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< Contents ERCIM News No. 55, October 2003
SPECIAL THEME: Machine Perception

Real-time Tracking of Moving Objects for Virtual Studios in TV and Cinema Production Sets

by Florica Mindru, Wolfgang Vonolfen and Ulrich Nütten

Virtual studio technology can be used in several types of applications, such as TV productions, cinema productions, virtual advertisement, and so on. The purpose of this technology is to create a realistic look of images obtained by integrating real and computer-generated audio/video entities.

The continuous improvements in computing power and in the price and quality of the sensors and hardware have led to significant improvements in this technology over the recent years. A virtual studio used as a production set can now provide increasingly higher quality, and it is becoming an affordable production solution. Current developments are focusing on the real-time recovery of the camera model and the scene models, which allows the automatic and correct integration of all elements with respect to the specific models, as well as providing better interaction between the real and the virtual objects.

The virtual studio technology available at the Fraunhofer Institute for Media Communication (FhG-IMK) in Germany is a competitive production tool. This is due to its state-of-the-art camera tracking system, the high quality, real-time rendering tools of the 3D virtual scenes and to the efficient, in-house developed software system (3DK) at the core of the virtual studio, which were already used successfully in several productions.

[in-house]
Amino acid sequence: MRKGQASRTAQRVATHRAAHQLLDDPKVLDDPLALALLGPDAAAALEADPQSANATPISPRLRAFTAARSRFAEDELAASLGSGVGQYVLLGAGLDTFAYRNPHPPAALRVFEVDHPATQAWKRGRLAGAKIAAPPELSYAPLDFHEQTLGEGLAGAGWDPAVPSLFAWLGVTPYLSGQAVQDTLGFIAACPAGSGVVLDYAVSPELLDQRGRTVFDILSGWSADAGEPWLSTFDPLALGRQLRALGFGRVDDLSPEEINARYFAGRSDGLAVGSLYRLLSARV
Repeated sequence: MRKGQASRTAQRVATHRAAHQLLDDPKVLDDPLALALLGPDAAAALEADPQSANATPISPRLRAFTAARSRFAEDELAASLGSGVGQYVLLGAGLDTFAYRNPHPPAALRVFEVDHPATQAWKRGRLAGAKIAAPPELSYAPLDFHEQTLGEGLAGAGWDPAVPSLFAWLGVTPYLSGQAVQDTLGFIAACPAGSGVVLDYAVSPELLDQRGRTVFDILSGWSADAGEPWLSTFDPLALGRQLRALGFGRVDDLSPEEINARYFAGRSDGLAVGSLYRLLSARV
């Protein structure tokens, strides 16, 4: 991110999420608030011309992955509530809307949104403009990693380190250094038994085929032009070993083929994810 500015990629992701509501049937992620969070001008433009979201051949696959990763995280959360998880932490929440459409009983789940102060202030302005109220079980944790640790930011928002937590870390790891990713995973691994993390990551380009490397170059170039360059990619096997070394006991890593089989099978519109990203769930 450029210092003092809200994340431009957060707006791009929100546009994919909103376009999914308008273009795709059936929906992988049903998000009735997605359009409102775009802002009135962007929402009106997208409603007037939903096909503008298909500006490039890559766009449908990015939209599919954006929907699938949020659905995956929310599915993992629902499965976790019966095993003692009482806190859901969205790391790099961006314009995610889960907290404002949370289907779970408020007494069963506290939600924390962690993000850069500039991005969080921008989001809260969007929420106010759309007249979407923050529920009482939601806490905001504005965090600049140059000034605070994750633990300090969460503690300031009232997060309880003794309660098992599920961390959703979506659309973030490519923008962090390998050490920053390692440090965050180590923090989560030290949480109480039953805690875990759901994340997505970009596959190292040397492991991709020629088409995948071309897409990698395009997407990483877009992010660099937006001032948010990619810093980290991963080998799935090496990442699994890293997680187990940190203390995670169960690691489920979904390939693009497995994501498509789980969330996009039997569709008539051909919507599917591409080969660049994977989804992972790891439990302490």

One of the objectives of IMK with respect to improving the virtual studio applications is the design of a real-time tracking system that can monitor moving non-rigid objects within the observed scene, and which is able to meet the requirements imposed by two particular applications of the virtual studio technology.

The blue box studio for TV productions at Fraunhofer IMK.
The blue box studio for TV productions at Fraunhofer IMK.

One of these applications is related to virtual studios for TV productions, which are a further extension of the traditional blue-box, or blue-screen technology. The purpose is to create the impression that the moderator is moving and speaking in a virtual world. Virtual sets can be graphically generated with the help of 3D modeling tools. One of the current limitations of the state-of-the-art techniques for virtual studios is related to the seamless integration of the synthetic and real worlds, where the production and integration processes should run in real time and the resulting images should meet the high requirements of picture quality in professional broadcasting. The integration process is still mainly based on a simple mixing technique that does not include the spatial and physical relationships between the elements. Virtual studios offer a large number of new options. For example, animation can be integrated in real time to create more dynamic situations, and connections can be created with interactive interfaces, which can have a direct influence on the set. For integrating such features, keeping track of the position of the moderator(s) in the (real) studio would allow a more realistic integration of the moderator into the generated 3D virtual scene. The goal here is to set up a PC-based, low-cost, virtual studio system, which will broaden the field of application by adding the feature of real-time tracking of the moderator's trajectory in the 3D scene.